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New South Wales: Immigration Department raids Doyle's Restaurant, Sydney for illegal workers.

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Friday 14 May 2004

New South Wales: Immigration Department raids Doyle's Restaurant, Sydney for illegal workers


MARK COLVIN: The Immigration Department is today fending of f claims of heavy-handed tactics, after raids to find illegal workers at a number of Sydney restaurants. Twelve people were taken to the Villawood detention centre as a result of the raid - they face the prospect of deportation. 


All but one were employed in three popular seafood restaurants owned by the Doyle family, and the Doyles today are spitting chips. 


Liz Foschia reports. 


LIZ FOSCHIA: Staff at Doyle's Watsons Bay, Circular Quay and Fish Market restaurants were preparing for big lunchtime crowds when up to 50 immigration officers descended in simultaneous raids. 


The workers were told to freeze and produce identification. Eleven, mostly from Indonesia, were taken away. 


Peter Doyle says many of the workers had been with his family's business for a number of years and all had produced tax file numbers and bank account details when he employed them. 


He says yesterday's raid was unnecessarily disruptive. 


PETER DOYLE: My problem with the whole thing is if they thought we had a problem with that, why didn't they contact us and say to us, look, we think you've got a problem, we're going to work through this with you, let's see if we can resolve your problems and go forward from here.  


But it was just, you know, stormtrooper tactics where they came in right on lunchtime when we were opening, detained probably 80 to 90 per cent of our staff, stopped them from working, quite abrupt to the staff, the way they spoke to the staff, you know, asked questions - where's your ID? I didn't know we had to carry, you know, ID in Australia, but obviously you do now. 


LIZ FOSCHIA: But the Immigration Minister Amanda Vanstone has rejected the criticism. 


Senator Vanstone says her department works closely with employers across a range of industries to help them check the legal status of their staff.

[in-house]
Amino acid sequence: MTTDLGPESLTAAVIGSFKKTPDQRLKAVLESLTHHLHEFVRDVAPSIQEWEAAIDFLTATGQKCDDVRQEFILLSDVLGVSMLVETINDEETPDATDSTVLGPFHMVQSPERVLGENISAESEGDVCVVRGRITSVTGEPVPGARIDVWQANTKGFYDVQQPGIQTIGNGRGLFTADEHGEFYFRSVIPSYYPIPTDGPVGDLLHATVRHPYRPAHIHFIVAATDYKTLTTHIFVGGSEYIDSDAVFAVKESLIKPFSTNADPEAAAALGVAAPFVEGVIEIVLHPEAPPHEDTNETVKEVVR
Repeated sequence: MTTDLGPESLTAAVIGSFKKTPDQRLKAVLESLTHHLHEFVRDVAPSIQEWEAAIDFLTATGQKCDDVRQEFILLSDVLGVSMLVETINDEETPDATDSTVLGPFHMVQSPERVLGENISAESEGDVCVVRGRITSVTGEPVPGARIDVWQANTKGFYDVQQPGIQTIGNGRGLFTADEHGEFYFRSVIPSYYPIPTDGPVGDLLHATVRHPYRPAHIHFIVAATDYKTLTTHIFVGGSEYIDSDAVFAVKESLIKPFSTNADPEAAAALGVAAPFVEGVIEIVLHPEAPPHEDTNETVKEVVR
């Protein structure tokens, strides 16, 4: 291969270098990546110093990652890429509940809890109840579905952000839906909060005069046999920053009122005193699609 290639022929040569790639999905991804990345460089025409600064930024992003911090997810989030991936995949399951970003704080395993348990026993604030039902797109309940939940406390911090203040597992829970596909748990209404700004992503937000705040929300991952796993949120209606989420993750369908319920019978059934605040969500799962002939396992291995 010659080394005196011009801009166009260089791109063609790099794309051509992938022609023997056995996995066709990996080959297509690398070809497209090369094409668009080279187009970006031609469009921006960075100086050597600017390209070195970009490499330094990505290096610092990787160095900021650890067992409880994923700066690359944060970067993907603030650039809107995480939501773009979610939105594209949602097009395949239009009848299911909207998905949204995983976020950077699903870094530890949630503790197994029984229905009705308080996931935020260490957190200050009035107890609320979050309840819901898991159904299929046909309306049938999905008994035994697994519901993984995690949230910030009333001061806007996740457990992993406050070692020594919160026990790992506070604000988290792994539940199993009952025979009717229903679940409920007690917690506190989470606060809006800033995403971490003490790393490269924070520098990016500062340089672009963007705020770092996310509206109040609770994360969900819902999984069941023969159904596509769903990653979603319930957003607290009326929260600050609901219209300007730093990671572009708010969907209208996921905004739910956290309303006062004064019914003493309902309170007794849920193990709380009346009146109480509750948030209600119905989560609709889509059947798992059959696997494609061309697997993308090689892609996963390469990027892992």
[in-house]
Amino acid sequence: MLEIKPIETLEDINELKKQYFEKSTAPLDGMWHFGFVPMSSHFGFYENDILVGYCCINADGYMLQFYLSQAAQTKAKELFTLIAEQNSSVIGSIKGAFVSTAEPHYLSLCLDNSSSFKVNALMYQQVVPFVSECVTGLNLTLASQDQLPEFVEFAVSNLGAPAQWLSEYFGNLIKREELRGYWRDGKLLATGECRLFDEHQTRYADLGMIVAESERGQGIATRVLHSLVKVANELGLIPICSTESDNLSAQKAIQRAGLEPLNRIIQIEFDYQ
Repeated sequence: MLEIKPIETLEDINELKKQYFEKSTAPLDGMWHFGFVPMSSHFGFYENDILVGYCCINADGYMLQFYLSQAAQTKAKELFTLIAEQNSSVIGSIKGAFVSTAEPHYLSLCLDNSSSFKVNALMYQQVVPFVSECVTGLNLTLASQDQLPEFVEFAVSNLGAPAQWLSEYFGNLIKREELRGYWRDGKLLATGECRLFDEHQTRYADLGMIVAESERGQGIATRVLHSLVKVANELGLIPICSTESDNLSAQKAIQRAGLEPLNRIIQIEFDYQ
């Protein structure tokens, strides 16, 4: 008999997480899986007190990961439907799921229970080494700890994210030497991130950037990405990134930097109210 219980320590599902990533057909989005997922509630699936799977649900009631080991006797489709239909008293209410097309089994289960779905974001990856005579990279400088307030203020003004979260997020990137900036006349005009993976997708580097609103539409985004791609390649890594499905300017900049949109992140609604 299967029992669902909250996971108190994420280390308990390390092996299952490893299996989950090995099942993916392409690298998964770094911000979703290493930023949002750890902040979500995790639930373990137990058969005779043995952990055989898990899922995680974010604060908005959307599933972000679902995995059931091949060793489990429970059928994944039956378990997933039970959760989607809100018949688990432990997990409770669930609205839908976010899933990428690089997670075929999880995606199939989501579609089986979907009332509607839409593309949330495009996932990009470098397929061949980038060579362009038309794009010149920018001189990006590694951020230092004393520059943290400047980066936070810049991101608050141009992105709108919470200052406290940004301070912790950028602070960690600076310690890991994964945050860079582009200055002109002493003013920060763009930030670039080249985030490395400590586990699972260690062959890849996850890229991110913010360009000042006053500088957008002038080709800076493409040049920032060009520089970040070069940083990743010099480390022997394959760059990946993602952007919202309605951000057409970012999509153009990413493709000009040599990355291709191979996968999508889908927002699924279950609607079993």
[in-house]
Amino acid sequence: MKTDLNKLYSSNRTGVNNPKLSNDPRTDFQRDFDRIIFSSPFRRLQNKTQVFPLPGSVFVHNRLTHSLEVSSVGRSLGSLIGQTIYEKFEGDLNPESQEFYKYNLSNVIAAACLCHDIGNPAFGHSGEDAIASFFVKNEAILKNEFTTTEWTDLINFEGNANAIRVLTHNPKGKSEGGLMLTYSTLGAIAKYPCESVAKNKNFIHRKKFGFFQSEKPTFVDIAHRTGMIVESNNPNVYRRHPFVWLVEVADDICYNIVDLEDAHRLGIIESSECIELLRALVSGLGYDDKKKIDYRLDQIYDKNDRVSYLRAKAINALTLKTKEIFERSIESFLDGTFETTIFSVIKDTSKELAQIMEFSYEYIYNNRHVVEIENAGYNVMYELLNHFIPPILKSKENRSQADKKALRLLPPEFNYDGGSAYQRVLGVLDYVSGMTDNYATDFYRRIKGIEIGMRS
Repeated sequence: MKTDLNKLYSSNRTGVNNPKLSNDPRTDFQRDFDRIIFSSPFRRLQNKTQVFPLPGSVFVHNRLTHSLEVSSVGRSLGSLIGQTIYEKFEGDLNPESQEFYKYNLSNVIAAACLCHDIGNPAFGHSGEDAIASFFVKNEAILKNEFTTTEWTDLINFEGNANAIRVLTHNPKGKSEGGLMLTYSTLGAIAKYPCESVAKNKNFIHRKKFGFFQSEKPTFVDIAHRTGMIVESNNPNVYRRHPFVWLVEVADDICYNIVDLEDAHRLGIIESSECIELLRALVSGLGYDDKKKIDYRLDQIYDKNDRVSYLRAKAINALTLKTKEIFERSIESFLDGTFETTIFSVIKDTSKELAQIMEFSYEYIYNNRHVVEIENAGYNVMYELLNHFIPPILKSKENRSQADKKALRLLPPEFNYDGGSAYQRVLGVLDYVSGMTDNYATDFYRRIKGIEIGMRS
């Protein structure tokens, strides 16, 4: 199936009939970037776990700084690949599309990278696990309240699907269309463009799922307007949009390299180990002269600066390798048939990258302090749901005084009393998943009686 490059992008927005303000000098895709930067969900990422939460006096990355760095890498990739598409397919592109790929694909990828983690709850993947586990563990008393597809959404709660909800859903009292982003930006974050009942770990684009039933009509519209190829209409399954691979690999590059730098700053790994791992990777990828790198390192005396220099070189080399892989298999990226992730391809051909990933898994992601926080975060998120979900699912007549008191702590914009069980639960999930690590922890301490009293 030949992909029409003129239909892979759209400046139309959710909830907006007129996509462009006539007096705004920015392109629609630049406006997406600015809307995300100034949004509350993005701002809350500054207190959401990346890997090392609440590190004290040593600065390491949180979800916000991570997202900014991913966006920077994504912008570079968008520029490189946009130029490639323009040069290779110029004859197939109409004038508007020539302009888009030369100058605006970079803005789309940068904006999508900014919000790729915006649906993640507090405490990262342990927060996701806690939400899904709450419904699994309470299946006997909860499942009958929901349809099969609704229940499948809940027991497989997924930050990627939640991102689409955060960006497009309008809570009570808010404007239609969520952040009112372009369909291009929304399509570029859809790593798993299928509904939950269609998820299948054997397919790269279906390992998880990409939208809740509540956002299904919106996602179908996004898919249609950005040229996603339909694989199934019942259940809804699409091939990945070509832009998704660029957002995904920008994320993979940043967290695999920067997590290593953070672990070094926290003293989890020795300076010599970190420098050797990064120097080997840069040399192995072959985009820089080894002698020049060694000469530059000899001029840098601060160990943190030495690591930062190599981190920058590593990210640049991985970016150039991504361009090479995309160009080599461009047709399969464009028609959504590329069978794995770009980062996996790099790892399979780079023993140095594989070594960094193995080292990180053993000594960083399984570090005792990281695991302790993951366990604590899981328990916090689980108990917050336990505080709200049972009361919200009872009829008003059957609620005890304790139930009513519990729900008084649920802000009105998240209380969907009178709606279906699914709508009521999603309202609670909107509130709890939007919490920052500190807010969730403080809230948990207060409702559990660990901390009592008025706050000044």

AMANDA VANSTONE: This is not the first time that there has been illegal workers in the restaurant industry. I'm not… I don't know that it's the first time it's happened to Doyle's. I do know that some of their management had some training on this issue in 2002 and haven't used since then the facilities made available by the Department to assist in checking who's who. 


LIZ FOSCHIA: Joanne Johnston is the restaurant manager of another prominent Sydney restaurant, Otto's, which was raided just over a month ago, and two Nepalese nationals were detained. 


She's told ABC local radio in Sydney the restaurant now checks the visas of its workers regularly. 


JOANNE JOHNSTON: So once they're employed and all their paperwork checks out, which we send to immigration when they start, and we get the okay, from now on every three months we will have to send their details to immigration again to get them to say yea or nay. 


LIZ FOSCHIA: Robert Goldman from Restaurant Catering New South Wales says a big part of the problem is the huge shortage of staff in the industry. 


ROBERT GOLDMAN: It's aspirational to dine in restaurants, but it's not aspirational to work in restaurants. I'm the Chairman of the Group Employer Company as well and right now we have 300 vacancies for chefs.  


There is an extraordinary shortage of qualified chefs to be able to work in the industry, and solving the problem is something that we're trying to work with to develop mature age programs. We're trying to work with getting the hard-core unemployed maybe interested in working in the restaurant industry. It is very much of a social problem. 


LIZ FOSCHIA: Mr Goldman says while restaurants may make every attempt to comply with the law it's not often easy. 


ROBERT GOLDMAN: Maybe the Government has to put out a website that lists these sort of people so that a restaurateur could check the website and be able to see if the visas expire and they'll be able to check it.  


Apparently they have all the data. They showed up with all the names and so on and so forth, so they have the information. If there's a problem, we could see about fixing it rather trying to sensationalise it. It's not helping anybody. 


MARK COLVIN: Robert Goldman from Restaurant and Catering NSW, ending that report by Liz Foschia.